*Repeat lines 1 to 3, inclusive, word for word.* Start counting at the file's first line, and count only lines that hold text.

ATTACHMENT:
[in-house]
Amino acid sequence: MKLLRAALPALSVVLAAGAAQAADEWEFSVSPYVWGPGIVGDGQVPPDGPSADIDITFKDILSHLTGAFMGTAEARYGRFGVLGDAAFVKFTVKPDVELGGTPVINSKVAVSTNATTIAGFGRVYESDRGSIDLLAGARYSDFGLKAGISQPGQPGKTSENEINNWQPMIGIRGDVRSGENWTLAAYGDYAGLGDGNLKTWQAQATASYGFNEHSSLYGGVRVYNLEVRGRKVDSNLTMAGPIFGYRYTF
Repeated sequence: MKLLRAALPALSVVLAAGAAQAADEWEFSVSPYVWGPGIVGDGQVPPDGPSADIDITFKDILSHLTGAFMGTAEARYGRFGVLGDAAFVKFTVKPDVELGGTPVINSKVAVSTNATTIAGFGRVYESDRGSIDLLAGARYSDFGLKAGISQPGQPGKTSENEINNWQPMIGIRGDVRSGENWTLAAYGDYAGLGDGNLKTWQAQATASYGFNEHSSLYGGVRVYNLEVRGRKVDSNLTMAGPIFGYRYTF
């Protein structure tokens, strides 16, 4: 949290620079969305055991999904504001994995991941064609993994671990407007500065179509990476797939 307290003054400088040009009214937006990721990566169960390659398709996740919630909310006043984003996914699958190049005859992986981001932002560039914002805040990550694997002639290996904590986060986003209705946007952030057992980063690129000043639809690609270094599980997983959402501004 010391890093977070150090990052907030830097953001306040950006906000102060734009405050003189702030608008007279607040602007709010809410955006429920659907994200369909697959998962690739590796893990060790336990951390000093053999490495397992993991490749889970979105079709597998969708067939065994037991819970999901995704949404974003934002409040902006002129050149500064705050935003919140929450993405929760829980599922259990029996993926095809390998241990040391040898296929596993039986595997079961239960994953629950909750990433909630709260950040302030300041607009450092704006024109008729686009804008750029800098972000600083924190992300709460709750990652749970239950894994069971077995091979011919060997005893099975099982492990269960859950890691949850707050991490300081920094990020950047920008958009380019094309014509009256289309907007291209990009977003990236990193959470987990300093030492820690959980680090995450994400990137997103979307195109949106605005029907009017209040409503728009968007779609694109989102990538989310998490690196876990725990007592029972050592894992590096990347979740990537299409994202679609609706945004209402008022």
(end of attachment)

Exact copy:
[in-house]
Amino acid sequence: MKLLRAALPALSVVLAAGAAQAADEWEFSVSPYVWGPGIVGDGQVPPDGPSADIDITFKDILSHLTGAFMGTAEARYGRFGVLGDAAFVKFTVKPDVELGGTPVINSKVAVSTNATTIAGFGRVYESDRGSIDLLAGARYSDFGLKAGISQPGQPGKTSENEINNWQPMIGIRGDVRSGENWTLAAYGDYAGLGDGNLKTWQAQATASYGFNEHSSLYGGVRVYNLEVRGRKVDSNLTMAGPIFGYRYTF
Repeated sequence: MKLLRAALPALSVVLAAGAAQAADEWEFSVSPYVWGPGIVGDGQVPPDGPSADIDITFKDILSHLTGAFMGTAEARYGRFGVLGDAAFVKFTVKPDVELGGTPVINSKVAVSTNATTIAGFGRVYESDRGSIDLLAGARYSDFGLKAGISQPGQPGKTSENEINNWQPMIGIRGDVRSGENWTLAAYGDYAGLGDGNLKTWQAQATASYGFNEHSSLYGGVRVYNLEVRGRKVDSNLTMAGPIFGYRYTF